Mesh networks may sound complicated, but the good news is that they're really easy to install and transform your home Wi-Fi system. Crucially, it means no more weak signals or dead zones: mesh Wi-Fi solves those problems and provides a fast, reliable connection all around your home.
We’ve reviewed and ranked all the latest systems for all budgets.
Best mesh Wi-Fi systems 2020
1. TP-Link Deco P9 - Best Overall
It's easy to set up, has a well-designed and feature-packed app and offers great performance, so it’s tough to fault TP-Link’s Deco P9 mesh Wi-Fi system. While it was originally available in a set of three with a 6000 square foot range, TP-Link has since launched a twin set ideal for smaller homes.
Unlike other systems here, the Deco P9 uses hybrid connectivity: a combination of mesh Wi-Fi and powerline networking which helps to provide a reliable connection even through thick walls.
If you want a no-fuss mesh Wi-Fi system that works well, the Deco P9 system won’t disappoint.
Read our full TP-Link Deco P9 review
2. Linksys Velop Dual Band - Best dual-band system
Although the app and setup process could be better, we really have no complaints about the Linksys Velop kit.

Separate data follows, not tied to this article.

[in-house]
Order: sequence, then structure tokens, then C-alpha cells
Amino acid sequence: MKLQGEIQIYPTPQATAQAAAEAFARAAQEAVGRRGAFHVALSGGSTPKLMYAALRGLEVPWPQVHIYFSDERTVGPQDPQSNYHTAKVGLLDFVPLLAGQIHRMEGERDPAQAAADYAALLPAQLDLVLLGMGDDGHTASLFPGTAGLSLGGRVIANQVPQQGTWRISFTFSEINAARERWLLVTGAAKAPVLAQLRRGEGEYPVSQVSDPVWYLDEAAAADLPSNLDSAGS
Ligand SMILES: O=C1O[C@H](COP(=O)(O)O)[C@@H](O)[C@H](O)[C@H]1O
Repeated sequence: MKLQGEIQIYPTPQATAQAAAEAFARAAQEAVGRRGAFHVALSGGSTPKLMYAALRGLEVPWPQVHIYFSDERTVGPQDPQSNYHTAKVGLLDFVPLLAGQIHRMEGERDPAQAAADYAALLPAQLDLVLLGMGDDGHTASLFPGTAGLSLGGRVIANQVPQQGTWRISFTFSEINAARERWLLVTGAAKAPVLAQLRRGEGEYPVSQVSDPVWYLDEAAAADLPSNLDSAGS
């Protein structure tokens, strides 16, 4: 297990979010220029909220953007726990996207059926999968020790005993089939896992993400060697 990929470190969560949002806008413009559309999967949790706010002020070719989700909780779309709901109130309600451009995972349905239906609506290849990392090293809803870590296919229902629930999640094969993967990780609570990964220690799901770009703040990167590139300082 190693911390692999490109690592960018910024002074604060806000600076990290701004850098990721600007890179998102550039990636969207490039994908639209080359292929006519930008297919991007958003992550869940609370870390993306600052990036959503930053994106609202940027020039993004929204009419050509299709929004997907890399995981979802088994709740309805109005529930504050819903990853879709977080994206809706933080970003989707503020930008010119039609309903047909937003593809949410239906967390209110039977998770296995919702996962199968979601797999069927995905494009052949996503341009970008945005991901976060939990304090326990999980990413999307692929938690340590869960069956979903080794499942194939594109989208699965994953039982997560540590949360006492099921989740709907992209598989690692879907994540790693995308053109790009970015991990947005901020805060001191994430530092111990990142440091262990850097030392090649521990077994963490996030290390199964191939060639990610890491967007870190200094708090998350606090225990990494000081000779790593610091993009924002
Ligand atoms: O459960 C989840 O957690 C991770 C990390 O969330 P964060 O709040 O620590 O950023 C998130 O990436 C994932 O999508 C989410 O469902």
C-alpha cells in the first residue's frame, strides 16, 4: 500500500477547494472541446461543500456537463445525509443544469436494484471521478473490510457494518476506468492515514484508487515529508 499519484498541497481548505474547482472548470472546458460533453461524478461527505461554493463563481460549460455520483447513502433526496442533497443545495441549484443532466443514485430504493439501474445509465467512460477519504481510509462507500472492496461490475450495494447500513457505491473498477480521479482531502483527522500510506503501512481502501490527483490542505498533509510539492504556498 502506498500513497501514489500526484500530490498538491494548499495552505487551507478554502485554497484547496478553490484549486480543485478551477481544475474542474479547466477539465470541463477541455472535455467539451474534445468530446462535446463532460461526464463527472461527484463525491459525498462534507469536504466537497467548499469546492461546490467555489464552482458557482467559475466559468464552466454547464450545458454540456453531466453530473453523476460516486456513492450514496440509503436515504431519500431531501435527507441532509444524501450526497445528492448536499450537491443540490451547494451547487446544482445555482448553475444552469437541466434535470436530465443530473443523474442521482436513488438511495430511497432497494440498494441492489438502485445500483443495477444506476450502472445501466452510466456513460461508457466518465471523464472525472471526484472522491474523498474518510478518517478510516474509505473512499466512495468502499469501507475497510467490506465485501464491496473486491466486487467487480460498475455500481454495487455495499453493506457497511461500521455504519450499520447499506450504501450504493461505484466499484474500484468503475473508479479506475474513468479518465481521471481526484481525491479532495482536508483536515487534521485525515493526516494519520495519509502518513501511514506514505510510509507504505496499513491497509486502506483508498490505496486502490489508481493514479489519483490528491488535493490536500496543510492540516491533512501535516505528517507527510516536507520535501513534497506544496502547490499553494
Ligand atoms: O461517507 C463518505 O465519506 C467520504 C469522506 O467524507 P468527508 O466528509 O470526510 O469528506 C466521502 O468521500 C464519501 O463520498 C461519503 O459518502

Via the app you can manage the network, enable guest Wi-Fi and create basic access rules to limit internet time for specific devices.
This dual-band system provides a reliable wireless network with decent speeds that should satisfy most families. Importantly, it's far more affordable than the pricey tri-band version of the Velop.
Read our full Linksys Velop Dual Band review
3. TP-Link Deco M5 - Best value
We can’t fault the Deco M5's performance and ease of use, and the coverage is also impressive considering the price. You also get an antivirus subscription bundled which is a bonus.
The app offers parental controls, though not the most granular control, and also lets you create a guest Wi-Fi network.
If you’re looking for a mesh networking kit that's not too expensive and which can provide a fast, reliable Wi-Fi signal throughout your home, then the Deco will really earn its keep.
Read our full TP-Link Deco M5 review
4. Tenda Nova MW3 - Cheapest mesh Wi-Fi